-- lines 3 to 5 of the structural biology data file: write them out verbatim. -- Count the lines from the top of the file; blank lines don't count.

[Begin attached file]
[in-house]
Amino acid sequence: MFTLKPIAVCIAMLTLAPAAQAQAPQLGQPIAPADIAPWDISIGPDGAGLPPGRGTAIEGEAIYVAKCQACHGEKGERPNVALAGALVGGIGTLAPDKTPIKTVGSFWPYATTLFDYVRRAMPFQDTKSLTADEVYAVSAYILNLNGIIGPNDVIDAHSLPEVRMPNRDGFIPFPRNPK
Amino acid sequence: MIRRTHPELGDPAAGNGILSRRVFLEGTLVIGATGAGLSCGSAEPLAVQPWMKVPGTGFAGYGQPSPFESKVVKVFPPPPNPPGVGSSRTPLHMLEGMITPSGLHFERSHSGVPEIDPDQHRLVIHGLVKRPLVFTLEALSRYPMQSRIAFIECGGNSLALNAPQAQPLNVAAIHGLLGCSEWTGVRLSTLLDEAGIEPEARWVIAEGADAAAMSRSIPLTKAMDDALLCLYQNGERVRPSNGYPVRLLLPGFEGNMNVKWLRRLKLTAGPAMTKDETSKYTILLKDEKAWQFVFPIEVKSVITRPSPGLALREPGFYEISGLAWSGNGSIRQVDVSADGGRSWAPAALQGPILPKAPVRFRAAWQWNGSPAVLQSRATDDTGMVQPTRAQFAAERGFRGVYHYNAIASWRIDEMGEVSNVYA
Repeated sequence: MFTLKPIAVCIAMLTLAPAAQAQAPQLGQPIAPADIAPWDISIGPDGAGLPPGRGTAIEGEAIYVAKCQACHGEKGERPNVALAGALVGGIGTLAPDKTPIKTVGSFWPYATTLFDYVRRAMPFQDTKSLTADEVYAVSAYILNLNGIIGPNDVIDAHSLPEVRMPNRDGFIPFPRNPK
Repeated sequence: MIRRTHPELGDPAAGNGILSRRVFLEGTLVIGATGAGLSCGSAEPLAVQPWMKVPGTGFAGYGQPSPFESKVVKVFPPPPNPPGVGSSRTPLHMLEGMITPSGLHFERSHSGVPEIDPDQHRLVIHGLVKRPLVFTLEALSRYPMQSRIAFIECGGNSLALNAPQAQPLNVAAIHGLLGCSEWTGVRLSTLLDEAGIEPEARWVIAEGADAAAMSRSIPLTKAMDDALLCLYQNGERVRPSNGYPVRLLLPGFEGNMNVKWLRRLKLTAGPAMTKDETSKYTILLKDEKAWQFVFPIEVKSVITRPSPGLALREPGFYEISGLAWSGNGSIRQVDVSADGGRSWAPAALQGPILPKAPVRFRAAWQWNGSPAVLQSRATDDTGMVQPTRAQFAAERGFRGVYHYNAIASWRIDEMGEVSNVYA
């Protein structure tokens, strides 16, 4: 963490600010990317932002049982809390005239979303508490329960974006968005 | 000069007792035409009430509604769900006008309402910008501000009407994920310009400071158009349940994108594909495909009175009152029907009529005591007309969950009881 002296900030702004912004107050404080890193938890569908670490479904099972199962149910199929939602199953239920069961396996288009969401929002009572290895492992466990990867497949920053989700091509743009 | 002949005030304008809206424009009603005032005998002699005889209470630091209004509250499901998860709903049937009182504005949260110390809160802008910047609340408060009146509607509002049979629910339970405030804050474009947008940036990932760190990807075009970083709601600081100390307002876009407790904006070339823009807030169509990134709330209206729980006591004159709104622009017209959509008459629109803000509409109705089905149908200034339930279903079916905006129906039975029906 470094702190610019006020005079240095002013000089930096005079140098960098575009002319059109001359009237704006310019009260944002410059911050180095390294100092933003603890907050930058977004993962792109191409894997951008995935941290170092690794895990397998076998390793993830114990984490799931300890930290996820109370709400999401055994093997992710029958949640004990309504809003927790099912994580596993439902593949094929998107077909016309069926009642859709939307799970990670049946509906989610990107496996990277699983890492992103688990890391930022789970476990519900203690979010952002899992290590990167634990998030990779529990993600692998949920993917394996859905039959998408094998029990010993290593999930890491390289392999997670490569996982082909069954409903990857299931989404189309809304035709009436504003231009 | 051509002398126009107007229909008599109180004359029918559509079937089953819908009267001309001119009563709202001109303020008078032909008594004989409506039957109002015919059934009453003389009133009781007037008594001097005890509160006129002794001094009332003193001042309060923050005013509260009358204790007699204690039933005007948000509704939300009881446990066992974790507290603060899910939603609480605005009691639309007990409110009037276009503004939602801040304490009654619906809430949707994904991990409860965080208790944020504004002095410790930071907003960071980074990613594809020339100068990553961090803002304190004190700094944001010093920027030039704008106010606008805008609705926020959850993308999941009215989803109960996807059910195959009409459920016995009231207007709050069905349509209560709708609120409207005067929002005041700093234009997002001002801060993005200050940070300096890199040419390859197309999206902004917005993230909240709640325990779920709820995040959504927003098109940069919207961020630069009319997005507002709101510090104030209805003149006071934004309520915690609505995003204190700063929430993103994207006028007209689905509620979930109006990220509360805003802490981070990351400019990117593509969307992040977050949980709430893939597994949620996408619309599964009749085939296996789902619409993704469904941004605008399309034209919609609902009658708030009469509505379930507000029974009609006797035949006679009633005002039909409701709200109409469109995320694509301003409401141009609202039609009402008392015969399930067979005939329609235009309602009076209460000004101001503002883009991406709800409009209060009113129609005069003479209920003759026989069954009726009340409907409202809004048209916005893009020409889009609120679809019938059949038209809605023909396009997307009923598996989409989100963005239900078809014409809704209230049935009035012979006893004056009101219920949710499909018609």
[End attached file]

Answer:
Amino acid sequence: MIRRTHPELGDPAAGNGILSRRVFLEGTLVIGATGAGLSCGSAEPLAVQPWMKVPGTGFAGYGQPSPFESKVVKVFPPPPNPPGVGSSRTPLHMLEGMITPSGLHFERSHSGVPEIDPDQHRLVIHGLVKRPLVFTLEALSRYPMQSRIAFIECGGNSLALNAPQAQPLNVAAIHGLLGCSEWTGVRLSTLLDEAGIEPEARWVIAEGADAAAMSRSIPLTKAMDDALLCLYQNGERVRPSNGYPVRLLLPGFEGNMNVKWLRRLKLTAGPAMTKDETSKYTILLKDEKAWQFVFPIEVKSVITRPSPGLALREPGFYEISGLAWSGNGSIRQVDVSADGGRSWAPAALQGPILPKAPVRFRAAWQWNGSPAVLQSRATDDTGMVQPTRAQFAAERGFRGVYHYNAIASWRIDEMGEVSNVYA
Repeated sequence: MFTLKPIAVCIAMLTLAPAAQAQAPQLGQPIAPADIAPWDISIGPDGAGLPPGRGTAIEGEAIYVAKCQACHGEKGERPNVALAGALVGGIGTLAPDKTPIKTVGSFWPYATTLFDYVRRAMPFQDTKSLTADEVYAVSAYILNLNGIIGPNDVIDAHSLPEVRMPNRDGFIPFPRNPK
Repeated sequence: MIRRTHPELGDPAAGNGILSRRVFLEGTLVIGATGAGLSCGSAEPLAVQPWMKVPGTGFAGYGQPSPFESKVVKVFPPPPNPPGVGSSRTPLHMLEGMITPSGLHFERSHSGVPEIDPDQHRLVIHGLVKRPLVFTLEALSRYPMQSRIAFIECGGNSLALNAPQAQPLNVAAIHGLLGCSEWTGVRLSTLLDEAGIEPEARWVIAEGADAAAMSRSIPLTKAMDDALLCLYQNGERVRPSNGYPVRLLLPGFEGNMNVKWLRRLKLTAGPAMTKDETSKYTILLKDEKAWQFVFPIEVKSVITRPSPGLALREPGFYEISGLAWSGNGSIRQVDVSADGGRSWAPAALQGPILPKAPVRFRAAWQWNGSPAVLQSRATDDTGMVQPTRAQFAAERGFRGVYHYNAIASWRIDEMGEVSNVYA